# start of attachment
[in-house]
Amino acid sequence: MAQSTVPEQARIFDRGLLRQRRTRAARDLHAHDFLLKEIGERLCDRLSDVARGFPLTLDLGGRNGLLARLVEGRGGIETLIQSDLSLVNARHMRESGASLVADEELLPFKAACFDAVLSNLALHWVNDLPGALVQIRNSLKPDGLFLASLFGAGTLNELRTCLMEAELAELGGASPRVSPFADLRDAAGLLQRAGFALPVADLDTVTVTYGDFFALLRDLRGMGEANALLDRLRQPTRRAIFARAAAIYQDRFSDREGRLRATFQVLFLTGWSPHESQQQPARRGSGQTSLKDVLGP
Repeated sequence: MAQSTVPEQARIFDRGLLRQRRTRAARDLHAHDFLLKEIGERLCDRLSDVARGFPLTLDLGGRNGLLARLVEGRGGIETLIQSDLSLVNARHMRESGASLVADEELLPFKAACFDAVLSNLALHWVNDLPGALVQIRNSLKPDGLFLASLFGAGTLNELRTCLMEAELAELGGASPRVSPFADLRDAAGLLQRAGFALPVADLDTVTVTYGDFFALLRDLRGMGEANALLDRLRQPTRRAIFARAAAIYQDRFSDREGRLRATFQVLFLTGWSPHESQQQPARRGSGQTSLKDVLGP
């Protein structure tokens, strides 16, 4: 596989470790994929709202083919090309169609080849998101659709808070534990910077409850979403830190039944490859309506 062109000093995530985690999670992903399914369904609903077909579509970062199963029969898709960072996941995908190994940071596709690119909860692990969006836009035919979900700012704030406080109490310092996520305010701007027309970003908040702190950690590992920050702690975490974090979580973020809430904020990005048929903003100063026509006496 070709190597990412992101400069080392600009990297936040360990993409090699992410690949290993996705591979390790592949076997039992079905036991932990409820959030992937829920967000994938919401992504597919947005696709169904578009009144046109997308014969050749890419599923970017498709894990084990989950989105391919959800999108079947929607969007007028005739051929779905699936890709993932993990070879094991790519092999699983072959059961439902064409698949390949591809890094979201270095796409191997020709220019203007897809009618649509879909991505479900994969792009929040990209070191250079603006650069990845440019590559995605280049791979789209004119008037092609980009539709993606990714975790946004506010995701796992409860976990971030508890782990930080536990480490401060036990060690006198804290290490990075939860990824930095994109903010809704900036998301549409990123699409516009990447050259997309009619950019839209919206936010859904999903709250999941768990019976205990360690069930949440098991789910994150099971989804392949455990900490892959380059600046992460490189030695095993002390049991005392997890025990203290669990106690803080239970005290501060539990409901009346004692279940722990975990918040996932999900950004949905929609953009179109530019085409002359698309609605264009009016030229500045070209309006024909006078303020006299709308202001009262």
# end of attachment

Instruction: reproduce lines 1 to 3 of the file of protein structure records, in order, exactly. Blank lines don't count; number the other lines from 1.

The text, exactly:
[in-house]
Amino acid sequence: MAQSTVPEQARIFDRGLLRQRRTRAARDLHAHDFLLKEIGERLCDRLSDVARGFPLTLDLGGRNGLLARLVEGRGGIETLIQSDLSLVNARHMRESGASLVADEELLPFKAACFDAVLSNLALHWVNDLPGALVQIRNSLKPDGLFLASLFGAGTLNELRTCLMEAELAELGGASPRVSPFADLRDAAGLLQRAGFALPVADLDTVTVTYGDFFALLRDLRGMGEANALLDRLRQPTRRAIFARAAAIYQDRFSDREGRLRATFQVLFLTGWSPHESQQQPARRGSGQTSLKDVLGP
Repeated sequence: MAQSTVPEQARIFDRGLLRQRRTRAARDLHAHDFLLKEIGERLCDRLSDVARGFPLTLDLGGRNGLLARLVEGRGGIETLIQSDLSLVNARHMRESGASLVADEELLPFKAACFDAVLSNLALHWVNDLPGALVQIRNSLKPDGLFLASLFGAGTLNELRTCLMEAELAELGGASPRVSPFADLRDAAGLLQRAGFALPVADLDTVTVTYGDFFALLRDLRGMGEANALLDRLRQPTRRAIFARAAAIYQDRFSDREGRLRATFQVLFLTGWSPHESQQQPARRGSGQTSLKDVLGP